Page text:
Marcela Salter

Marcela is a member of our Specialist Crime Team here at Cobleys Solicitors Ltd.

Marcela is a 24-hours-a-day-7-days-a-week hands-on lawyer who advises and supports clients at all stages from the police station detention through to trial at the Magistrates’ or Crown Court. Marcela will get involved from the very first telephone call from the police to the acquittal at the Crown Court. She is a client-centred lawyer, and her client care is paramount, Marcela is always willing to have an informal chat about potential cases as soon as an issue or problem arise, providing straightforward, honest and comprehensive yet compassionate advice.

Marcela is a long-standing lawyer within the Criminal Law arena and has been in practise for over 25years so she is extremely experienced and takes pleasure in assisting others. Marcela is super motivated to help those people in society that cannot represent themselves and who need a voice. Marcela really does see herself as the people’s representative; “it is not a job to me but a vocation”.

Marcela is one of the most highly respected Magistrates’ Court Advocates in Merseyside but her advice is not only sought by clients and their families appearing in the Magistrates’ Court, she is also in demand from clients facing serious criminal charges before the Crown Court with clients asking for her personal attendance, whether that be at the Police Station or Court.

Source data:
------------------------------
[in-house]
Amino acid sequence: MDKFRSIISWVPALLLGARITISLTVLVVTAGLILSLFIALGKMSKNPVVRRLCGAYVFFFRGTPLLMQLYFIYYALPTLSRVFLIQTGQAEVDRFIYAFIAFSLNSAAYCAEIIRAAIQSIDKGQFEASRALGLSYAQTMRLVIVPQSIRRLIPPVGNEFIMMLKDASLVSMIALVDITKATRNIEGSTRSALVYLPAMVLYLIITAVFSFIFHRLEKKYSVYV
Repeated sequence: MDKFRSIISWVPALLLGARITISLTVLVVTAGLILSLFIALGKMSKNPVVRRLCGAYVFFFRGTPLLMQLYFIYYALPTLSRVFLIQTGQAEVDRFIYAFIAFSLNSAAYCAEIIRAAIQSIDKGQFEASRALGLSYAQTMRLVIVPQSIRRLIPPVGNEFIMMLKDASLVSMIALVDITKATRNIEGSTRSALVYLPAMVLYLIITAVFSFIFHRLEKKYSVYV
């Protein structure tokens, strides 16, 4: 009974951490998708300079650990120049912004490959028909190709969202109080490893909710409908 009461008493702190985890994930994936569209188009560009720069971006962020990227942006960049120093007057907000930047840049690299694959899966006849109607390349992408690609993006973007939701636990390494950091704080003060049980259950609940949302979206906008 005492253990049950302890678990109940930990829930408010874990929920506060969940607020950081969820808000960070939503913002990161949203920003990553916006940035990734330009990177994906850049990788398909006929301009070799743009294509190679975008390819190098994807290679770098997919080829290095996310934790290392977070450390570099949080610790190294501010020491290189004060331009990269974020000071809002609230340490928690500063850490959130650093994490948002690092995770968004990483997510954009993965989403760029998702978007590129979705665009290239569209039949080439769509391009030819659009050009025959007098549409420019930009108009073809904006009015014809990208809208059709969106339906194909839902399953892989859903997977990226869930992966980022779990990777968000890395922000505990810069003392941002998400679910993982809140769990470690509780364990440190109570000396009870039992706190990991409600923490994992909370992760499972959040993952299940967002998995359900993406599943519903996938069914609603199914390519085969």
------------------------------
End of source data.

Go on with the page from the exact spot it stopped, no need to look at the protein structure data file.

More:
Cobleys are fortunate to have Marcela as she also has vast experience in Prison Law previously supervising a team of 4 other Prison Law Lawyers. For years Marcela has been a frequent advocate before the Parole Boards of England and Wales. Marcela has appeared before parole boards the length and breadth of the country. Marcela also has considerable experience in dealing with Re-Categorisation and Home Detention Curfew Applications.

In April 2021, Marcela was assisting a youth from Liverpool who had been accused of possession of an illegal substance, along with obstruction of the police under the Misuse of Drugs Act. There was clearly no evidence for either of these charges, yet 3 Police officers were giving accounts to support the claims.

The officers’ accounts purported the theory that the Youth must have recognised that the men were Police officers as they were all in full uniform, whilst sitting in an unmarked police. Marcela put forward the argument that the Youth could not have reasonably recognised three Police officers in full black uniform through the tinted windows of the unmarked vehicle. The court agreed that he couldn’t have known and he was acquitted. The right result was achieved along with the restoration of the youth’s good character and Marcela’s trust in our judicial system.